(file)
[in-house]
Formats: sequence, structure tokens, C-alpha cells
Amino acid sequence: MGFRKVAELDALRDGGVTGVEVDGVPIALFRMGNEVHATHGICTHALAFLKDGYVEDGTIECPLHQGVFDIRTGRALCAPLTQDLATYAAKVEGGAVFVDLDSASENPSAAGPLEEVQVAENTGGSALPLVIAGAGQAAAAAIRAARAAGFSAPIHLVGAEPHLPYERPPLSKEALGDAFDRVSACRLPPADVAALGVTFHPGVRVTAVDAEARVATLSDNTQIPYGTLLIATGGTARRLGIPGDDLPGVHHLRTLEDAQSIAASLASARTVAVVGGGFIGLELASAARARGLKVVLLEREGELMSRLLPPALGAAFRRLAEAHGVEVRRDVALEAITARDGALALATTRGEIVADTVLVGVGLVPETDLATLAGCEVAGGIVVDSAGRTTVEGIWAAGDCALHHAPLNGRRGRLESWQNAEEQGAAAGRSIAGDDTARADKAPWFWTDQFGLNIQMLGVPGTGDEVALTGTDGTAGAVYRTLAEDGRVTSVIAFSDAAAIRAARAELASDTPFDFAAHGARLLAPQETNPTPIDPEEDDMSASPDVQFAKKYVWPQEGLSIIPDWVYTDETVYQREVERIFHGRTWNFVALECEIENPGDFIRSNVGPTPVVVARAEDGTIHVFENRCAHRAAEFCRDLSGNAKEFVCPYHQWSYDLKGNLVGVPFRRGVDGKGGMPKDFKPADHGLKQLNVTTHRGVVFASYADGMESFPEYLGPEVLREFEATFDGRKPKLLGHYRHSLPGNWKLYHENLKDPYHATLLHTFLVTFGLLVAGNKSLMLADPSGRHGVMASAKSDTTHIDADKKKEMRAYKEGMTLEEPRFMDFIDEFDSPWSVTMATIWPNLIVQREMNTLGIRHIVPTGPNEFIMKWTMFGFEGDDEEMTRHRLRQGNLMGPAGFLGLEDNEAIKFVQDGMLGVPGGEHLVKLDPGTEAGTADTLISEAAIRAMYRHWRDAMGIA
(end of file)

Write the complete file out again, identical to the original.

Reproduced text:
[in-house]
Formats: sequence, structure tokens, C-alpha cells
Amino acid sequence: MGFRKVAELDALRDGGVTGVEVDGVPIALFRMGNEVHATHGICTHALAFLKDGYVEDGTIECPLHQGVFDIRTGRALCAPLTQDLATYAAKVEGGAVFVDLDSASENPSAAGPLEEVQVAENTGGSALPLVIAGAGQAAAAAIRAARAAGFSAPIHLVGAEPHLPYERPPLSKEALGDAFDRVSACRLPPADVAALGVTFHPGVRVTAVDAEARVATLSDNTQIPYGTLLIATGGTARRLGIPGDDLPGVHHLRTLEDAQSIAASLASARTVAVVGGGFIGLELASAARARGLKVVLLEREGELMSRLLPPALGAAFRRLAEAHGVEVRRDVALEAITARDGALALATTRGEIVADTVLVGVGLVPETDLATLAGCEVAGGIVVDSAGRTTVEGIWAAGDCALHHAPLNGRRGRLESWQNAEEQGAAAGRSIAGDDTARADKAPWFWTDQFGLNIQMLGVPGTGDEVALTGTDGTAGAVYRTLAEDGRVTSVIAFSDAAAIRAARAELASDTPFDFAAHGARLLAPQETNPTPIDPEEDDMSASPDVQFAKKYVWPQEGLSIIPDWVYTDETVYQREVERIFHGRTWNFVALECEIENPGDFIRSNVGPTPVVVARAEDGTIHVFENRCAHRAAEFCRDLSGNAKEFVCPYHQWSYDLKGNLVGVPFRRGVDGKGGMPKDFKPADHGLKQLNVTTHRGVVFASYADGMESFPEYLGPEVLREFEATFDGRKPKLLGHYRHSLPGNWKLYHENLKDPYHATLLHTFLVTFGLLVAGNKSLMLADPSGRHGVMASAKSDTTHIDADKKKEMRAYKEGMTLEEPRFMDFIDEFDSPWSVTMATIWPNLIVQREMNTLGIRHIVPTGPNEFIMKWTMFGFEGDDEEMTRHRLRQGNLMGPAGFLGLEDNEAIKFVQDGMLGVPGGEHLVKLDPGTEAGTADTLISEAAIRAMYRHWRDAMGIA